The Sunday Mail
After many years of bloodshed, as the ink was drying on the Lancaster House Agreement, General Josiah Magama Tongogara landed in Maputo, Mozambique from London, where he had just witnessed history being written.
Within hours of touching down in Maputo, he was on the road to Chimoio to inform his comrades that, finally, the war was over.
Chimoio, then Zanu-PF’s headquarters, is 1 100km north of Maputo, and Mozambique’s President Samora Machel offered Cde Tongo a plane to take the news to his comrades.
Some accounts suggest then Zanu leader, Robert Mugabe, also insisted that Cde Tongo fly instead of drive.
Why Cde Tongo opted to drive remains a mystery, because halfway through the journey, 20km from Massinga, Cde Tongo died after the vehicle he was in was involved in an accident.
Some say the crash killed him, others say someone shot him after the collision.
Cde Tongo’s remains were interred at the National Heroes Acre soon after Independence, and the Josiah Magama Tongogara Legacy Foundation has been working hard to preserve his memory.
For years, people queried why Government was not doing more to honour Cde Tongo.
The rise of a new Government, headed by President Emmerson Mnangagwa, is starting to correct that and is investing in ensuring that Zimbabwe never forgets one of its greatest soldiers.
A few months after re-naming the Zimbabwe National Army Headquarters from KGVI Barracks to Josiah Magama Tongogara Barracks, a cenotaph has been built at the 20km mark in Massinga where Cde Tongo died.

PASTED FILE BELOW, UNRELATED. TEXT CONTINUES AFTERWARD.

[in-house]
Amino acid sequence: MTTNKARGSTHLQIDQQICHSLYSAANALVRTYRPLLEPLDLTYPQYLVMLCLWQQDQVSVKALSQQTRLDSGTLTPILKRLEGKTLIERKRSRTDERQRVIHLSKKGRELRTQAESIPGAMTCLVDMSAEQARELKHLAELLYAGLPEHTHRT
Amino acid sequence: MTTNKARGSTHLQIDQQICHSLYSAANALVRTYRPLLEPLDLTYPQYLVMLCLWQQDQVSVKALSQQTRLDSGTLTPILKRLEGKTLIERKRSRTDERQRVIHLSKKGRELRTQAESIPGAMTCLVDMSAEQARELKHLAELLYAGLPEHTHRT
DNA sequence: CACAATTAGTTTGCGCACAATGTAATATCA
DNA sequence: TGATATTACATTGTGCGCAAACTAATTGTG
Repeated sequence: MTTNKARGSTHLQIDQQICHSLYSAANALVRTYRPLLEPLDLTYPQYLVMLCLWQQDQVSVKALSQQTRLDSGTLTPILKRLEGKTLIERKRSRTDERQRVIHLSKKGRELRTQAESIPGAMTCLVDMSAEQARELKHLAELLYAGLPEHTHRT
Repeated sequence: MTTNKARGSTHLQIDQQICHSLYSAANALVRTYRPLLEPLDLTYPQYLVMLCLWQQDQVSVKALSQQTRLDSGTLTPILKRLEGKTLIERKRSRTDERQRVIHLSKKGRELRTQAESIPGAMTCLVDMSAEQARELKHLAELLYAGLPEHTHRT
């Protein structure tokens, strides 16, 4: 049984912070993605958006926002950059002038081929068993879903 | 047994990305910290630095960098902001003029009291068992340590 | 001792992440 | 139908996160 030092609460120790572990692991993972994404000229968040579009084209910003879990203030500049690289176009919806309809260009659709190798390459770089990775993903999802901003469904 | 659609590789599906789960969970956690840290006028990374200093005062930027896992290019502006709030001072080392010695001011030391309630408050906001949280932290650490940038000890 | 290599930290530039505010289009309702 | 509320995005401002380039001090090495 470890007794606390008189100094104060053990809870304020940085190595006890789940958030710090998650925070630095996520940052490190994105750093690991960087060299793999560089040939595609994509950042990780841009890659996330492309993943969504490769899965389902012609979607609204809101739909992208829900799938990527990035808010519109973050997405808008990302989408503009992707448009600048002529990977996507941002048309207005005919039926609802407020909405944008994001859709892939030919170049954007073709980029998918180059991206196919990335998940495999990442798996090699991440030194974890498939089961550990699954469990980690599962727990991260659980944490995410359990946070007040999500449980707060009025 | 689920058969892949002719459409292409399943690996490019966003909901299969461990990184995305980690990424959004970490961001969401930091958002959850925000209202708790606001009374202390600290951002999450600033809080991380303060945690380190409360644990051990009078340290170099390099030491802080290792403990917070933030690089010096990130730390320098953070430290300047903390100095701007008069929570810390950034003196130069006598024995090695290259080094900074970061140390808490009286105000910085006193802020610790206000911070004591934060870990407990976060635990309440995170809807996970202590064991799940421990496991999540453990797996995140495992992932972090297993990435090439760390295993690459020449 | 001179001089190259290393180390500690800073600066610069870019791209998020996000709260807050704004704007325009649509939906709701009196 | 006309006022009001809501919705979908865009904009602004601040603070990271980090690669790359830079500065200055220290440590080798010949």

A cenotaph is an empty tomb or a monument erected in honour of a person or group of people whose remains are elsewhere. It can also be the initial tomb for a person who has since been reinterred elsewhere.
Just across the road from the cenotaph, the Government of Zimbabwe has built a modern maternity clinic, in conjunction with the Tongogara Foundation, to serve the community in and around Magacaia village.
All this in memory of Josiah Magama Tongogara (1938-1979).
The cenotaph and clinic are due for unveiling soon, an event that is likely to be officiated by the Presidents of Zimbabwe and Mozambique.
Fernando Joao Techeina Dias, known as Titi by fellow villagers, last week recalled the events of that December 26, 1979 morning when Cde Tongo met his death.
“I heard a loud bang and I rushed to where the sound had come from. When I got there I saw a ‘Jeep’ that had rolled by the roadside. There was one dead person by the car’s side.
“We later learnt that the car that carried Cde Tongo was following another one. The lead car overtook a lorry on this bend and the second car rammed into the lorry by the right side as it was trying to overtake. Later on, the lead car made a U-turn, to check what had happened to the other car.”
Besides opting to make the 1 100km drive to Chimoio rather than a 40-minute flight, questions are also raised on why Cde Tongo, a whole general, opted to sit in the front with his driver rather than follow security protocol and sit in the back.
There are many unanswered questions. But what is indisputable is that it is time to finally honour this soldier of Zimbabwe.